Is iOS 6.0 coming also?
Another big question is what the OS side of the iPad 3 equation will be. Siri is expected and will probably be in the release, but will it come in the form of a major or minor OS update?
This answer appears to be coming into focus, and it looks like a dot-zero OS release. Late on Friday, Ars Technica published a story saying that its own web site logs revealed that a small number of higher-than-normal resolution devices in Cupertino were browsing arstechnica.com. A number of these devices appeared to indicate an entirely new iOS operating system labeled version 6.0.
One final thought here: The notion of a 2048 x 1536 10-inch display will create some interesting complications and a potential upheaval for developers. Just like 800 x 600 graphics look terrible on a 1024 x 768 display, the current state of the art could become instantly obsolete on the iPad 3’s display.
On the flipside, such a high-resolution display will have a dramatic impact upon business, and healthcare in particular. As a general rule, higher resolutions equal increased clarity and insight around X-ray imagery, ultrasound, and more.
Microsoft Windows 8
I’m betting that internally and from a tablet perspective, Microsoft’s employees have mixed feelings about the current two week window.
The buzz around the Windows 8 release will to some extent be swallowed whole by iPad 3 rumors and Apple’s official announcement this coming week. This is convenient for Ballmer and crew; it essentially allows Microsoft to duck a whole bunch of unanswered questions about the ARM-based tablet version of Windows.
The truth about Windows 8 is that, right now from a consumer perspective, it’s still a desktop OS. That will change in time. But most critics, analysts, and pundits have yet to hear or see much regarding the very first ARM-compatible version of Windows, aside from the proclamations that Office apps will be present, and that most marketplace apps will be cross-compatible.
But if Microsoft’s Windows Phone 7 release is any indicator, it’s not likely that we’ll see much more of Windows in tablet form until the official release. Microsoft said as much at the end of its Mobile World Congress 2012 announcement. The next time we see a new version of Windows 8, it will be RTM.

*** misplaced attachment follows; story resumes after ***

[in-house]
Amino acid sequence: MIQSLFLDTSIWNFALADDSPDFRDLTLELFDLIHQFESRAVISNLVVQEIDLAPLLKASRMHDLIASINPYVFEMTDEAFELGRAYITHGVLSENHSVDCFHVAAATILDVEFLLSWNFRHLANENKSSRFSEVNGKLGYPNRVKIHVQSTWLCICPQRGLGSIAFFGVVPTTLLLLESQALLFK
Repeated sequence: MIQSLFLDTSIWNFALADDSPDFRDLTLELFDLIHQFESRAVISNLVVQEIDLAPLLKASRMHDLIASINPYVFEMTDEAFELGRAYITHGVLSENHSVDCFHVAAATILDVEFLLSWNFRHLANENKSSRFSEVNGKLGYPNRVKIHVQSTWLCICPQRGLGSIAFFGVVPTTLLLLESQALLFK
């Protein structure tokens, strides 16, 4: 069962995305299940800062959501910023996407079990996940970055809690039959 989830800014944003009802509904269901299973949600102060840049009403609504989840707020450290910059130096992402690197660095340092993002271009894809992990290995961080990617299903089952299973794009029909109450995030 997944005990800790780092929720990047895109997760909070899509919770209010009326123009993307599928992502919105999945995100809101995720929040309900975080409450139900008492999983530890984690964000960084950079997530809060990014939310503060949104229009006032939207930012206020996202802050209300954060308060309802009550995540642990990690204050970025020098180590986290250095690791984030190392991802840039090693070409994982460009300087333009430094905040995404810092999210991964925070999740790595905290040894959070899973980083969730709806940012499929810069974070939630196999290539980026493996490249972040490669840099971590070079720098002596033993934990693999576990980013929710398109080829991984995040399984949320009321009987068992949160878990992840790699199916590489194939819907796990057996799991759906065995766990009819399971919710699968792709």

TabTimes is holding out hope that Microsoft will reveal a little more about enterprise and corporate functions of Windows 8 tablets at CeBIT in Germany later in March, but numerous questions remain.
Will Office on ARM tablets cost consumers extra dollars? How much will Windows 8 cost tablet manufacturers? Will ARM tablets have the same networking functions and management that desktop Windows PCs do?
This week’s winners
Golf Digest Magazine: Conde Nast’s golfing magazine scored a huge win this week when it released an exclusive excerpt of Hank Haney’s new book about Tiger Woods, “The Big Miss”, on its iPad app (iTunes, $4.99). A great move that magazine publishers can learn from. We’ll be curious to hear how well it worked.
Adobe: For many publishers, Adobe’s Digital Publishing Suite is a godsend; for resource-strapped publishers of all sizes, the ability to quickly and easily convert digital and print content into a tablet-friendly format cannot be under-rated.
The news that internal statistics revealed that 16 million digital publications powered by the Adobe Digital Publishing Suite were downloaded over the last twelve months is pretty spectacular, for both publishers and for Adobe, which nets a tidy profit on each app-publication.
A friend of mine who works at a San Francisco-based magazine/digital publisher said it best: “If you’re not at least thinking about going with Adobe after hearing that, you’re crazy.”
This week’s loser
RIM: Did you hear anything about last week’s PlayBook 2.0 release this week? Neither did I.
On the horizon
For the next two weeks, it’s all about the iPad 3, and/or whatever else Apple announces on Wednesday, March 7. Until then, nothing else matters on the tablet frontier.
And, as a healthy reminder that software counts as much as hardware in the tablet space, on Friday evening, Apple sent out word that its App Store had received its 25 billionth download. That’s incredible, even if the vast majority are iPhone apps.
Also amazing: It was just two years ago that Apple released the original iPad, literally kicking off this whole tablet phenomenon.